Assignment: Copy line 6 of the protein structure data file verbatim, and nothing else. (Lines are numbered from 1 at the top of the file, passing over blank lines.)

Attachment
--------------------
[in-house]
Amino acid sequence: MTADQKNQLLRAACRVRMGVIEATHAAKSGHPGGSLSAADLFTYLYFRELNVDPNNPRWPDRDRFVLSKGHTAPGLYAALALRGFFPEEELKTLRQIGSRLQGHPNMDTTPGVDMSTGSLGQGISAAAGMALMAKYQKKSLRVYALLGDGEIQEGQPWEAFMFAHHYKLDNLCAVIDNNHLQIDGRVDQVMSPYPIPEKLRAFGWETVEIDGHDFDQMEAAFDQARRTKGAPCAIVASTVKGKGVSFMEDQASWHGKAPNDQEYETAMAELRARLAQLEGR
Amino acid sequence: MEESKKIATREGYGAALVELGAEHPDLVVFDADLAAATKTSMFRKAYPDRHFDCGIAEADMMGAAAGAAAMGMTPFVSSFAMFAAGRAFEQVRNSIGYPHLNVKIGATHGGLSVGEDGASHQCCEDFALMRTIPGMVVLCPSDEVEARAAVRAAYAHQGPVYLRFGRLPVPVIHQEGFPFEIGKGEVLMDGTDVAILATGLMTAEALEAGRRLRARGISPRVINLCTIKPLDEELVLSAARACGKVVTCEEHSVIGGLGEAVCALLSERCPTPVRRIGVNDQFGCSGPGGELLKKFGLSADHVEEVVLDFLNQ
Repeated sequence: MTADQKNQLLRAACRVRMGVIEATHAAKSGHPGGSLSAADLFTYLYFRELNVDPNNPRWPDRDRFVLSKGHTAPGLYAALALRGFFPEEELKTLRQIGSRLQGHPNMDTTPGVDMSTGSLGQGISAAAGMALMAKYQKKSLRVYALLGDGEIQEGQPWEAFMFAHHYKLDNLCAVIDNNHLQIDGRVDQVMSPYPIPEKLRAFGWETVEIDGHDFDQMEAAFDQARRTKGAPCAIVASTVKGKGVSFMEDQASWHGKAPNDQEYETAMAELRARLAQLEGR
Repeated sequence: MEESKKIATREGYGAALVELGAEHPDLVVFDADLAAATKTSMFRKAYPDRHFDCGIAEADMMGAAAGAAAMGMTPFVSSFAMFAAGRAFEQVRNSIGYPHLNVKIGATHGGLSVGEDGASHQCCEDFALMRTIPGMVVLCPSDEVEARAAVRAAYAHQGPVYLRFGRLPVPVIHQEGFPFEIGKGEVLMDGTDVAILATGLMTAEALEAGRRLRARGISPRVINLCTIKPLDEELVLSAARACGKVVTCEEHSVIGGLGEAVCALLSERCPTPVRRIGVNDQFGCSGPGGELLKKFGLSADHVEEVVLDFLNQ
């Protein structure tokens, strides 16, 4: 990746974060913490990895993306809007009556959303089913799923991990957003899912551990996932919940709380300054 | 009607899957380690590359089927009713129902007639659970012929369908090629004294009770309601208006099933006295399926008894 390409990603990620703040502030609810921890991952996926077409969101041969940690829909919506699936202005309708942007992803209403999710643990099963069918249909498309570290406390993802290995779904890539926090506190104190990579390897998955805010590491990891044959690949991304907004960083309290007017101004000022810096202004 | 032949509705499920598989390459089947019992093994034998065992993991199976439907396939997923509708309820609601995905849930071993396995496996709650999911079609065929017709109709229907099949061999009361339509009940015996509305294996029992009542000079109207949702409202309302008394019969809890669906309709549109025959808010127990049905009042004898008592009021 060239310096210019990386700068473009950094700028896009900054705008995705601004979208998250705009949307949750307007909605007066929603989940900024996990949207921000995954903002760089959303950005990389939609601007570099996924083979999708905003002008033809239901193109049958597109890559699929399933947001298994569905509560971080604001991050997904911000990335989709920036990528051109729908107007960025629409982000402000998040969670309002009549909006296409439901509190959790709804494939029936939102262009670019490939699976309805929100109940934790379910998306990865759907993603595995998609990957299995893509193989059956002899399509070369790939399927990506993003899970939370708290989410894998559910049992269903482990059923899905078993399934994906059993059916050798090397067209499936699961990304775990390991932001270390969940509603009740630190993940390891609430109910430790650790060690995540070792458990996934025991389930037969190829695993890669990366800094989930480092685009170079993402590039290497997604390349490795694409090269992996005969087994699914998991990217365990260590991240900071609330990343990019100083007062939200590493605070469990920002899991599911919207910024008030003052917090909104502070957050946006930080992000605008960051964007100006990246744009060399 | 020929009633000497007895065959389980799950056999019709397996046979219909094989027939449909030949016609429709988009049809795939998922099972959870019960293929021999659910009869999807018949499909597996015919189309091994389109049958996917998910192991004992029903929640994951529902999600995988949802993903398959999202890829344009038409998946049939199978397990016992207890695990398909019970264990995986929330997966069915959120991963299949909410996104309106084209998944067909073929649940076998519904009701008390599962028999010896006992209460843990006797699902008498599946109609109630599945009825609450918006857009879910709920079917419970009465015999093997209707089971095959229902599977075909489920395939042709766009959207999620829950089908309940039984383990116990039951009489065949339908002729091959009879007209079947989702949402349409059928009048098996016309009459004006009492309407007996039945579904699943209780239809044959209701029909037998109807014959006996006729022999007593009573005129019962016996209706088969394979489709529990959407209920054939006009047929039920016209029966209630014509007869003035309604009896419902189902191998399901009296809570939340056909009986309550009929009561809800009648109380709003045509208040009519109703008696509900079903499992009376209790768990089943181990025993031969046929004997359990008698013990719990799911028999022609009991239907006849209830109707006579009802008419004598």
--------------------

């Protein structure tokens, strides 16, 4: 990746974060913490990895993306809007009556959303089913799923991990957003899912551990996932919940709380300054 | 009607899957380690590359089927009713129902007639659970012929369908090629004294009770309601208006099933006295399926008894 390409990603990620703040502030609810921890991952996926077409969101041969940690829909919506699936202005309708942007992803209403999710643990099963069918249909498309570290406390993802290995779904890539926090506190104190990579390897998955805010590491990891044959690949991304907004960083309290007017101004000022810096202004 | 032949509705499920598989390459089947019992093994034998065992993991199976439907396939997923509708309820609601995905849930071993396995496996709650999911079609065929017709109709229907099949061999009361339509009940015996509305294996029992009542000079109207949702409202309302008394019969809890669906309709549109025959808010127990049905009042004898008592009021 060239310096210019990386700068473009950094700028896009900054705008995705601004979208998250705009949307949750307007909605007066929603989940900024996990949207921000995954903002760089959303950005990389939609601007570099996924083979999708905003002008033809239901193109049958597109890559699929399933947001298994569905509560971080604001991050997904911000990335989709920036990528051109729908107007960025629409982000402000998040969670309002009549909006296409439901509190959790709804494939029936939102262009670019490939699976309805929100109940934790379910998306990865759907993603595995998609990957299995893509193989059956002899399509070369790939399927990506993003899970939370708290989410894998559910049992269903482990059923899905078993399934994906059993059916050798090397067209499936699961990304775990390991932001270390969940509603009740630190993940390891609430109910430790650790060690995540070792458990996934025991389930037969190829695993890669990366800094989930480092685009170079993402590039290497997604390349490795694409090269992996005969087994699914998991990217365990260590991240900071609330990343990019100083007062939200590493605070469990920002899991599911919207910024008030003052917090909104502070957050946006930080992000605008960051964007100006990246744009060399 | 020929009633000497007895065959389980799950056999019709397996046979219909094989027939449909030949016609429709988009049809795939998922099972959870019960293929021999659910009869999807018949499909597996015919189309091994389109049958996917998910192991004992029903929640994951529902999600995988949802993903398959999202890829344009038409998946049939199978397990016992207890695990398909019970264990995986929330997966069915959120991963299949909410996104309106084209998944067909073929649940076998519904009701008390599962028999010896006992209460843990006797699902008498599946109609109630599945009825609450918006857009879910709920079917419970009465015999093997209707089971095959229902599977075909489920395939042709766009959207999620829950089908309940039984383990116990039951009489065949339908002729091959009879007209079947989702949402349409059928009048098996016309009459004006009492309407007996039945579904699943209780239809044959209701029909037998109807014959006996006729022999007593009573005129019962016996209706088969394979489709529990959407209920054939006009047929039920016209029966209630014509007869003035309604009896419902189902191998399901009296809570939340056909009986309550009929009561809800009648109380709003045509208040009519109703008696509900079903499992009376209790768990089943181990025993031969046929004997359990008698013990719990799911028999022609009991239907006849209830109707006579009802008419004598």